Parents send their children voluntarily to the magnet school, and he said he had received no complaints about the lack of a pledge.
The pledge is also not a mandatory part of the day at Aggeler High School in Chatsworth, a public school for students who have been in trouble with the law. Principal Robert Shiner said he has had no complaints, but with increasing publicity over the pledge, he said he might have to change the policy.
At one private facility, the Academy of Princeton College Preparatory School in North Hollywood, an administrator who declined to give her name said the pledge has not been part of the day in years past. She said she will probably institute a daily pledge this year.
Except in Hidden Hills, every City Council that convenes in the Valley starts meetings with the pledge.
“It’s probably just carelessness,” Mayor Kathy Bartizal said. “This is a small city and although our meetings are professional, they are informal.
“I think it would be a great idea if we started to do this, soon.”
At Bush’s state campaign headquarters in Sacramento, spokesman David Puglia said the pledge is not part of the daily routine, although there are many flags around the office. He said that because people there have irregular schedules, there is no one time when everyone can get together. He stressed, however, that whenever there is a gathering with the candidate for a public appearance, “we are the first to stand up and begin the pledge.”
Although politically conservative organizations said they welcome renewed interest in the pledge, there is no groundswell of support for making it mandatory.
“I feel strongly about the Pledge of Allegiance, but I can’t go so far as to say people have to say it,” said Andy Steffanic, state commander of the American Legion. “This is America and we don’t do that. People get to make a choice.”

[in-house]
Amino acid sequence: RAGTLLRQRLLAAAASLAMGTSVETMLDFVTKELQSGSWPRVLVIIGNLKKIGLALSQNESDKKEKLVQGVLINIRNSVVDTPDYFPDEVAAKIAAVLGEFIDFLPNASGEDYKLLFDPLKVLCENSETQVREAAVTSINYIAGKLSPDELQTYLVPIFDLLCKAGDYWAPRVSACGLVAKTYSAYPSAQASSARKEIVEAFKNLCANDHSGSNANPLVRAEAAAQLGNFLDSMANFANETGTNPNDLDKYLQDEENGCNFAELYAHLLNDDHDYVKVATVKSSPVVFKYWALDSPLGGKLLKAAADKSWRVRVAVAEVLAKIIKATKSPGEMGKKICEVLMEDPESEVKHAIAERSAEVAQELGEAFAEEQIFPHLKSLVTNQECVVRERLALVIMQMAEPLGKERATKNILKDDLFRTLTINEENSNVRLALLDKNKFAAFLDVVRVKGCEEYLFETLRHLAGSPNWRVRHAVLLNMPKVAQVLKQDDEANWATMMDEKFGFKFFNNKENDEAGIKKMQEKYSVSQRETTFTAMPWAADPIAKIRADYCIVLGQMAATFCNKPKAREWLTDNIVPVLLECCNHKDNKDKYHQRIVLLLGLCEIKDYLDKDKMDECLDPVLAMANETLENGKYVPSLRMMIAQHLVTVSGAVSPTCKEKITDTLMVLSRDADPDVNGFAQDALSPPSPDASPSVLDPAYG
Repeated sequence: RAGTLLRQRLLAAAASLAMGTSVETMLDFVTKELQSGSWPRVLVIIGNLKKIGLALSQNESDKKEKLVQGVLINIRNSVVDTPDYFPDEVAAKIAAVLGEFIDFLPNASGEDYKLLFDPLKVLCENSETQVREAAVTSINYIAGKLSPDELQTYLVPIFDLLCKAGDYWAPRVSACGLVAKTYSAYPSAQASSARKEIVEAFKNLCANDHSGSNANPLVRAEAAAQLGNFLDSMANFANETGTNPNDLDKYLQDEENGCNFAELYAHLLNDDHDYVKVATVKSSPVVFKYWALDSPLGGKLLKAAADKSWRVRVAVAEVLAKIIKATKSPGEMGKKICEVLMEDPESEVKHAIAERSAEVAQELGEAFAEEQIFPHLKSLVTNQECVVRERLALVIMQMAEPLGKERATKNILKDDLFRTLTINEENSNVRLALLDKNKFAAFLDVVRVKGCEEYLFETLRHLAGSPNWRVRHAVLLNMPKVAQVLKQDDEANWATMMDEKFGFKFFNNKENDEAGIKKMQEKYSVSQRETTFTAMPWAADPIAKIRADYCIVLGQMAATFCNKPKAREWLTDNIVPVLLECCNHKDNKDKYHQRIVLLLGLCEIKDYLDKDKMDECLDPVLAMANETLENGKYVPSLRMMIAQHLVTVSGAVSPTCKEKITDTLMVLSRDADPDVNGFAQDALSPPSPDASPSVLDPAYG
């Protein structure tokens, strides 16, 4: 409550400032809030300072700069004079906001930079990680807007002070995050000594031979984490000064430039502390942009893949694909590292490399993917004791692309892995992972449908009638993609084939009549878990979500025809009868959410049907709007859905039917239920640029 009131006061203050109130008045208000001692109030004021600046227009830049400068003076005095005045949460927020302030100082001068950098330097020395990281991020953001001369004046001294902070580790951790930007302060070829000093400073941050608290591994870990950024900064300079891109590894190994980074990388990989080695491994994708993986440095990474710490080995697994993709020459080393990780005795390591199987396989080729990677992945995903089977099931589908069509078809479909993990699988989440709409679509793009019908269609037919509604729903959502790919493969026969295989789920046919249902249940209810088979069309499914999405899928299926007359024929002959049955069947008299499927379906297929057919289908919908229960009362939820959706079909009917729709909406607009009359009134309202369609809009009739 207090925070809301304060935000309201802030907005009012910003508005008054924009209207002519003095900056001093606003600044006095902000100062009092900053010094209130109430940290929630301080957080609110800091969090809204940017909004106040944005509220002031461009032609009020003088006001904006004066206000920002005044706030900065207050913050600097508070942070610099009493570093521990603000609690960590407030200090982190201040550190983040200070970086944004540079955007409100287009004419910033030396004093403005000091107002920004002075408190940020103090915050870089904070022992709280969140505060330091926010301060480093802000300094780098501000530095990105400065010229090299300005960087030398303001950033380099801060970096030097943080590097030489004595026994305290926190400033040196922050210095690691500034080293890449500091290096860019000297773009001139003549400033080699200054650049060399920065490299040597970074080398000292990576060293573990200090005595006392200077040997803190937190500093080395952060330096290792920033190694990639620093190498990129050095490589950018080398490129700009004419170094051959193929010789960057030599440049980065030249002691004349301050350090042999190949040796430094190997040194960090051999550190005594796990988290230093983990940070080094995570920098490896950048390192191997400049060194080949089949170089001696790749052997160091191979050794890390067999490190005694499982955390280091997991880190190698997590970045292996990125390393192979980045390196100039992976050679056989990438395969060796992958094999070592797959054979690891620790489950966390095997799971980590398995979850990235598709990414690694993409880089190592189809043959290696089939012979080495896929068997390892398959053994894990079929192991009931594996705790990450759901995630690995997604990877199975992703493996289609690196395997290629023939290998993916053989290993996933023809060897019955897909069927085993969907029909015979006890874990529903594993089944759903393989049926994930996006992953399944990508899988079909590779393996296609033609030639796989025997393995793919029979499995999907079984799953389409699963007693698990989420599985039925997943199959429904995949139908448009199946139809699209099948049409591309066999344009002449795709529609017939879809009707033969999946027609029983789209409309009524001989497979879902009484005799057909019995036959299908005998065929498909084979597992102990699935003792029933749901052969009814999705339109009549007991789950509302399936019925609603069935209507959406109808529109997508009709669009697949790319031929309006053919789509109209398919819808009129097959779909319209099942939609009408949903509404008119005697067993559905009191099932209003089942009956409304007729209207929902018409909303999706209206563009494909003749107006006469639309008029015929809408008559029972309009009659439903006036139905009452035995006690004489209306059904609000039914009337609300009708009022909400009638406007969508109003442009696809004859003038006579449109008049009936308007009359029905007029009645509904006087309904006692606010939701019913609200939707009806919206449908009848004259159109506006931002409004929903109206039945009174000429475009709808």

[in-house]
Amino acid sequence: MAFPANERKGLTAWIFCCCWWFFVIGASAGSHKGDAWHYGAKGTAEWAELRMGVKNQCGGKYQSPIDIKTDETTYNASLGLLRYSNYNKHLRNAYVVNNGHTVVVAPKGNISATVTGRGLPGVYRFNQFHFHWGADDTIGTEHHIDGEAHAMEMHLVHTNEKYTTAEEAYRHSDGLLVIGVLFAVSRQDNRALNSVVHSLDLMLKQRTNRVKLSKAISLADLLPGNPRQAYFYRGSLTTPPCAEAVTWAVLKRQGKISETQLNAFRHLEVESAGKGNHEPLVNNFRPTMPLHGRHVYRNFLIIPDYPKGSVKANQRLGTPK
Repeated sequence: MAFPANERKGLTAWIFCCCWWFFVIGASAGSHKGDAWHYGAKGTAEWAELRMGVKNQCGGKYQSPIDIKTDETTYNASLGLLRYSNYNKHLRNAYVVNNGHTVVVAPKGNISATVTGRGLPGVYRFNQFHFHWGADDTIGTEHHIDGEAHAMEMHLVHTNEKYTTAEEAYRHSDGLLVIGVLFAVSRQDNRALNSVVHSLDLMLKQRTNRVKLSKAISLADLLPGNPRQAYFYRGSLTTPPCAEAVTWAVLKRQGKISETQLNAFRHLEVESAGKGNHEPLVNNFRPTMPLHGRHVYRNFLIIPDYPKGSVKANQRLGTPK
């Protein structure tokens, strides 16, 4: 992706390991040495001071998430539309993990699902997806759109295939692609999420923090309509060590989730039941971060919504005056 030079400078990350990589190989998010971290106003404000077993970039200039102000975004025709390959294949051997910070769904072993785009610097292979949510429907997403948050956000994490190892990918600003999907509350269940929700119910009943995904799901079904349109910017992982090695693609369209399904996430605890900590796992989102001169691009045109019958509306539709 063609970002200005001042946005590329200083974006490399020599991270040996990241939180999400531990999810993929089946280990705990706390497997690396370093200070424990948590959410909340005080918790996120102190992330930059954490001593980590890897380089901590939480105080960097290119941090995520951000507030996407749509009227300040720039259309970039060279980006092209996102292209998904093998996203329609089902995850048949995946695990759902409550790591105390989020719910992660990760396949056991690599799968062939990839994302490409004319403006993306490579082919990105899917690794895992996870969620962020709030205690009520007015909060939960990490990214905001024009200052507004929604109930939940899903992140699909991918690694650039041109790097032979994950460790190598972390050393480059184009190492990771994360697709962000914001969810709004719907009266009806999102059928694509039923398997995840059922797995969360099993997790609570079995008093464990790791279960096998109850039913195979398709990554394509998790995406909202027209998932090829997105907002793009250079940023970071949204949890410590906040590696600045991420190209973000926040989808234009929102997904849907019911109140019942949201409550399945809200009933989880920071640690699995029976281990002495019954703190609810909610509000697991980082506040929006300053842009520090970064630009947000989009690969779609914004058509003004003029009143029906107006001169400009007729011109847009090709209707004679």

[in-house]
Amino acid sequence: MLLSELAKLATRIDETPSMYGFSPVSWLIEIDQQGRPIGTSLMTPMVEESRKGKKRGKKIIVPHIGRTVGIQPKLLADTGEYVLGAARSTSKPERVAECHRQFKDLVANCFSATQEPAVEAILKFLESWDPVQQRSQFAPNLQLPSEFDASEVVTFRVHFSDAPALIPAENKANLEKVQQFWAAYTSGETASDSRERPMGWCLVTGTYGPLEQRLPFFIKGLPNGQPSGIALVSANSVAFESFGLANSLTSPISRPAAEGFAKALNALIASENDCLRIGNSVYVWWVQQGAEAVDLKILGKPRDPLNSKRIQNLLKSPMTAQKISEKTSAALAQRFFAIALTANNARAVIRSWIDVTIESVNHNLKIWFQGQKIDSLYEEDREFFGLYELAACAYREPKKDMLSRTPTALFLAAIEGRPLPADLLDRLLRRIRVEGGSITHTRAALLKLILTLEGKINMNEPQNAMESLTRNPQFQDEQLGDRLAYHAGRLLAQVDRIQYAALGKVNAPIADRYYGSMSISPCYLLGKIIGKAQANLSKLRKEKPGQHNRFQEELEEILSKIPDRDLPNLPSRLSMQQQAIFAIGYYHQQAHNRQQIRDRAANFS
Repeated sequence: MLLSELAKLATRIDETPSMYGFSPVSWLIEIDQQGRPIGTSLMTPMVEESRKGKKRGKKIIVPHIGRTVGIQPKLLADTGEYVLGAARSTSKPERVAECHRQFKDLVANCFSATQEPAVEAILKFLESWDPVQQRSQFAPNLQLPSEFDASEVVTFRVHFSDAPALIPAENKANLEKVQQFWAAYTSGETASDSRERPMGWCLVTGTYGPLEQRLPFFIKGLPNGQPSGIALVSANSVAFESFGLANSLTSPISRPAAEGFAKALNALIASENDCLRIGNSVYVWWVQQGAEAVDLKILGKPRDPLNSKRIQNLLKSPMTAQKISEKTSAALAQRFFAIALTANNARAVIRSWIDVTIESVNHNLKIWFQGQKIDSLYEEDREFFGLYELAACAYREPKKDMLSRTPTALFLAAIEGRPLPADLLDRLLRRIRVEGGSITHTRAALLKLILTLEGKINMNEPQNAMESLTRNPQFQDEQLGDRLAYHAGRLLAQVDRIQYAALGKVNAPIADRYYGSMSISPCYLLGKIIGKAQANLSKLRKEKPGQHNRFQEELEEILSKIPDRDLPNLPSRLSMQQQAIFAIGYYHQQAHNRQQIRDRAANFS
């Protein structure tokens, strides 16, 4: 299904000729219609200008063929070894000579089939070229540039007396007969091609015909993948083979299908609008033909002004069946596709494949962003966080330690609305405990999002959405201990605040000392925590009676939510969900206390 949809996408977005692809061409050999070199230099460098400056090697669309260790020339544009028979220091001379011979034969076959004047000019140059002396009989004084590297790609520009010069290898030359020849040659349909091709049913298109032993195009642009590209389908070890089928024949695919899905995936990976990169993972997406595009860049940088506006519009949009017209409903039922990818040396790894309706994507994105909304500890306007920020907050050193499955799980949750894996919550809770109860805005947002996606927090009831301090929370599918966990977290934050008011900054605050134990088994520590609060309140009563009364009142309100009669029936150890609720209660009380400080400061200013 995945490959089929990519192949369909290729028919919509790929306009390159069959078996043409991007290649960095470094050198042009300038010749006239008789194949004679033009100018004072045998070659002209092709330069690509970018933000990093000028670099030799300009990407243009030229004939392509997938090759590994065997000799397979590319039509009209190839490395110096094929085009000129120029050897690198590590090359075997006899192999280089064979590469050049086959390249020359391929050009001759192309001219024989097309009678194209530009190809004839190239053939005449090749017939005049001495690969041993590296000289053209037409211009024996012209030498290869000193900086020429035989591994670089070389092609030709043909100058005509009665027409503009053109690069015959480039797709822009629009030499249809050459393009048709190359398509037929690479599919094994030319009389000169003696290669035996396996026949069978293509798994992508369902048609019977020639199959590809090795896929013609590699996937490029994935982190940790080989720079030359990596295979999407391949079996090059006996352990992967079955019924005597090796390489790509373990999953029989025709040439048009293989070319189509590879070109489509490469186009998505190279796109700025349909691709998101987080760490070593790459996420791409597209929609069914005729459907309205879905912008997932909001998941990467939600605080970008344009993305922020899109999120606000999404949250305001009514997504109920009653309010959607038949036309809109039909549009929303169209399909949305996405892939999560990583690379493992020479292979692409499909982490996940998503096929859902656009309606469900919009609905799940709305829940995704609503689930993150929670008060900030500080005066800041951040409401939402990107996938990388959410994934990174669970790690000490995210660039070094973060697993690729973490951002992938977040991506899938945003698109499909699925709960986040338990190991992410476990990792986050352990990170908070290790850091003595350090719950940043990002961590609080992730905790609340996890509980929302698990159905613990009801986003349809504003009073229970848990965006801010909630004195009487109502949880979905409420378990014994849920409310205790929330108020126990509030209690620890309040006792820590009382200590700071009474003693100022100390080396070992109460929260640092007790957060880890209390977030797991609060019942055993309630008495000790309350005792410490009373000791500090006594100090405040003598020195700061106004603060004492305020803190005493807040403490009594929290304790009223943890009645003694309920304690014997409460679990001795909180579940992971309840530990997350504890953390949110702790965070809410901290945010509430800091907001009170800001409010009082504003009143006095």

Pat Dixon, manager of the John Birch Society’s American Opinion Bookstore in North Hollywood, believes that Americans should closely study the wording of the pledge. But she does not believe in forcing it on others.
“I’m a firm believer in volunteerism,” she said. “I cannot force people to have a commitment to my principles.”
For one woman, the choice of whether to say the pledge is not so cut and dried. Mary Edwards of Sylmar said the choice is an emotional one that can change with the situation. Edwards said that in her Quaker religion, “everyone is expected to be guided by their own inner light.”
“We believe in an allegiance to a universal brotherhood, not to just one government. So, when I am somewhere where the pledge is said, I just quietly stand.
“I don’t say it, usually.”
“When I was at Girl Scout meetings with my daughter, the last thing I would want for her was for everyone to be staring at her mom, wondering why I was just standing there,” she said with a laugh.
“It’s not kind to be singled out when you’re a kid. It’s not kind.
“Sometimes the most loving thing you can do in that kind of a situation is to go along.”